We don’t have a summary available yet.
The summary below was written by the Congressional Research Service, which is a nonpartisan division of the Library of Congress, and was published on Sep 25, 2015.
(This measure has not been amended since it was passed by the Senate on August 5, 2015. The summary of that version is repeated here.)
Gerardo Hernandez Airport Security Act of 2015
(Sec. 3) Directs the Transportation Security Administration (TSA) of the Department of Homeland Security to: (1) conduct outreach to all U.S. airports at which the TSA performs, or oversees the implementation and performance of, security measures; and (2) give necessary technical assistance to verify that such airports have in place individualized working plans for responding to security incidents inside the airport perimeter, including active shooters, acts of terrorism, and incidents that target passenger-screening checkpoints.
Requires the TSA to report to Congress on the outreach findings, including an analysis of the level of preparedness such airports have to respond to such incidents.
(Sec. 4) Requires the TSA to: (1) identify best practices that exist across airports for security incident planning, management, and training; and (2) establish a mechanism through which to share those best practices with other airport operators nationwide.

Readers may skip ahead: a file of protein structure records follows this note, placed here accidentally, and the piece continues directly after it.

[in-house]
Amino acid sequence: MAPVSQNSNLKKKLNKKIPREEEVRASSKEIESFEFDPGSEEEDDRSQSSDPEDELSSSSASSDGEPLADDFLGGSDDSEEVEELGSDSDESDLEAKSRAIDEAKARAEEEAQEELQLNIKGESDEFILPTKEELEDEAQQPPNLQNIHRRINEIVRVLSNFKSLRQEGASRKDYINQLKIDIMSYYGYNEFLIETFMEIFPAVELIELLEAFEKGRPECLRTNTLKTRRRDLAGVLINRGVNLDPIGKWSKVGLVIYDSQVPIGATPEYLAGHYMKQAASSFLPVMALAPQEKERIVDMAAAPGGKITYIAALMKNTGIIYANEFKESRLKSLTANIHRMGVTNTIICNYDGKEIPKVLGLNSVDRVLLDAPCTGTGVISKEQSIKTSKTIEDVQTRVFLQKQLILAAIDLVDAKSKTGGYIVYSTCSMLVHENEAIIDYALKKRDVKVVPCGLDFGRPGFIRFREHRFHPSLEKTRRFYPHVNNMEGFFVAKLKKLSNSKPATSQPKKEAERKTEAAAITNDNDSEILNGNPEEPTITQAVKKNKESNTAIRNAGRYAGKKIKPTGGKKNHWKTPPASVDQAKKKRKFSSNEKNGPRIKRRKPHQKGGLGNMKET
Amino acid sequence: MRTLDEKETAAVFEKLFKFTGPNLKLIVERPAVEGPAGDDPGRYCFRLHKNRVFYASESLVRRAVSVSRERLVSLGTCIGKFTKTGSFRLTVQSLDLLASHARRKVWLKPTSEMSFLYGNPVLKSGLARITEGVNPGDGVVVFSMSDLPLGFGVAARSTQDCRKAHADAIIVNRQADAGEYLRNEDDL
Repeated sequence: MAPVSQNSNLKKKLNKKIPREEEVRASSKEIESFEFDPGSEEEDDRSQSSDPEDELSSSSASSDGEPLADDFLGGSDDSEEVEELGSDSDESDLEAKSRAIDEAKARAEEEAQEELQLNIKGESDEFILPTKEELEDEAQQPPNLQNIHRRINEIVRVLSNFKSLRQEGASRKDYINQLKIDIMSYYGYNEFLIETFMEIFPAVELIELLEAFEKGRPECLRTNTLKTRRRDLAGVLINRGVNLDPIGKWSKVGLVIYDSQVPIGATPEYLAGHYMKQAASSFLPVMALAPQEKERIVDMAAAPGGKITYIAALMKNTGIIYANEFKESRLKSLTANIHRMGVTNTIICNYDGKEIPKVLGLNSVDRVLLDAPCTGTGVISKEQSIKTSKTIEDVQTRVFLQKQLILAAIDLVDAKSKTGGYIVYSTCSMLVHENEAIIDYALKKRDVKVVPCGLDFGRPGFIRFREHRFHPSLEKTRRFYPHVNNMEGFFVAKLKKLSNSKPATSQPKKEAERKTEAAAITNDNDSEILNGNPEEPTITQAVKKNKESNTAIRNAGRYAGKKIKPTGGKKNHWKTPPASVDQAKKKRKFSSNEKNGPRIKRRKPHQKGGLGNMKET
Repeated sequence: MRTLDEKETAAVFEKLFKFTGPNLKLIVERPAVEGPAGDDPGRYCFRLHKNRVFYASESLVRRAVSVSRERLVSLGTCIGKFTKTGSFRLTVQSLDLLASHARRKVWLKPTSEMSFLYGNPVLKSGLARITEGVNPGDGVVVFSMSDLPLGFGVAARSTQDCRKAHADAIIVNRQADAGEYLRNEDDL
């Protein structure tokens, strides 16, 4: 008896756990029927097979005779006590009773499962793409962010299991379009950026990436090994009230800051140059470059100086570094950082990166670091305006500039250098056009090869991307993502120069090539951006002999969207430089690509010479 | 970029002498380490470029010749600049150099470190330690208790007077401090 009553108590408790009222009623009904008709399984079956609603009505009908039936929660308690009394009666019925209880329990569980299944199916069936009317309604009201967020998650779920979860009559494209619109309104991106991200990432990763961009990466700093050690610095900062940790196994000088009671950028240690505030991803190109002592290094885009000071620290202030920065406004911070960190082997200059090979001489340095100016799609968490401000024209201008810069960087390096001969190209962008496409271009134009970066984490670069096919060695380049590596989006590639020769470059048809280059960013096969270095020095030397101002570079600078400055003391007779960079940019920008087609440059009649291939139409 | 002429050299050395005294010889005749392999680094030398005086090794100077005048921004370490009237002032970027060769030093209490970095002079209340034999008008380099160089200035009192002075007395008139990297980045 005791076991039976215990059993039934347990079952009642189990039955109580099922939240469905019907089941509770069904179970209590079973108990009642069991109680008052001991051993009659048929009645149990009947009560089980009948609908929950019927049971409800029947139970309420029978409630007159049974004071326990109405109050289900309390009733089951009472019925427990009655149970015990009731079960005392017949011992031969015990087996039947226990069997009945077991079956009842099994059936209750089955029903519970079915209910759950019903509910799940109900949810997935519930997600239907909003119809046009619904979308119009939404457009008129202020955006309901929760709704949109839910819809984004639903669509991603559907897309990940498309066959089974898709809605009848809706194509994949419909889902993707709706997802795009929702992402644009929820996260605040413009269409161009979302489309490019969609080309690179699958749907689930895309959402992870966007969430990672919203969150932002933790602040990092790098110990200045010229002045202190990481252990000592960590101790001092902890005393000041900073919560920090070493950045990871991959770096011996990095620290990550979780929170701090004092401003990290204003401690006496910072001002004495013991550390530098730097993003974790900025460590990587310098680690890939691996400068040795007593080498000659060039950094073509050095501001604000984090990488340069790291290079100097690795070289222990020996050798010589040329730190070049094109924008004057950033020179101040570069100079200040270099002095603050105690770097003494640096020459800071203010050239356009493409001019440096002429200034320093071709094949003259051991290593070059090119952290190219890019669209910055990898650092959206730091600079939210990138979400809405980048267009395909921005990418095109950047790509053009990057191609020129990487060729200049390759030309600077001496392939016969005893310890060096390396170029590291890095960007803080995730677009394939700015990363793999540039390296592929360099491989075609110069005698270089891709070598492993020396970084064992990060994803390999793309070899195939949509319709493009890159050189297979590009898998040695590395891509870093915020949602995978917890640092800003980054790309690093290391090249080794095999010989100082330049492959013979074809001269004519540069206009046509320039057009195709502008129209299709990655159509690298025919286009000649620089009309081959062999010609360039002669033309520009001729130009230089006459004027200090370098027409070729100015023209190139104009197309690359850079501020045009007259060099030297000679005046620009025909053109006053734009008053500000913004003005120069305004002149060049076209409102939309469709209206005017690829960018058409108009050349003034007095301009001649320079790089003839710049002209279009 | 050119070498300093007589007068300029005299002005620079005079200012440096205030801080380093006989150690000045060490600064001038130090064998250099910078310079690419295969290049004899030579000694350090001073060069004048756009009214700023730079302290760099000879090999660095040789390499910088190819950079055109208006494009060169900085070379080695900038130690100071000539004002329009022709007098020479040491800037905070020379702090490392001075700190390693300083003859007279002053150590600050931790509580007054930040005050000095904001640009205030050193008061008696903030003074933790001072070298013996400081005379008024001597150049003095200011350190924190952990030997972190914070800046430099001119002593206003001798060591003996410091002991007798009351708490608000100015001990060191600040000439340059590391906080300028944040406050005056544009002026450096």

(Sec. 5) Requires the TSA also to: (1) certify annually to specified congressional committees that all screening personnel have participated in practical training exercises for active shooter scenarios, and (2) analyze for those same committees how TSA can use cost savings achieved through efficiencies to increase over the next five fiscal years the funding available for checkpoint screening law enforcement support reimbursable agreements.
(Sec. 7) Directs the TSA to: (1) conduct outreach to all passenger transportation agencies and providers with high-risk facilities to verify that they have in place plans for responding to active shooters, acts of terrorism, or other security-related incidents that target passengers; and (2) identify best practices for security incident planning, management, and training and establish a mechanism through which to share such practices with passenger transportation agencies nationwide.
(Sec. 8) Declares that no additional appropriations are authorized to carry out this Act. Requires this Act to be carried out using amounts otherwise available.
(Sec. 9) Requires the TSA to review the interoperable communications capabilities of law enforcement, fire, and medical personnel responsible for responding to security incidents at all U.S. airports at which the TSA performs, or oversees the implementation and performance of, security measures.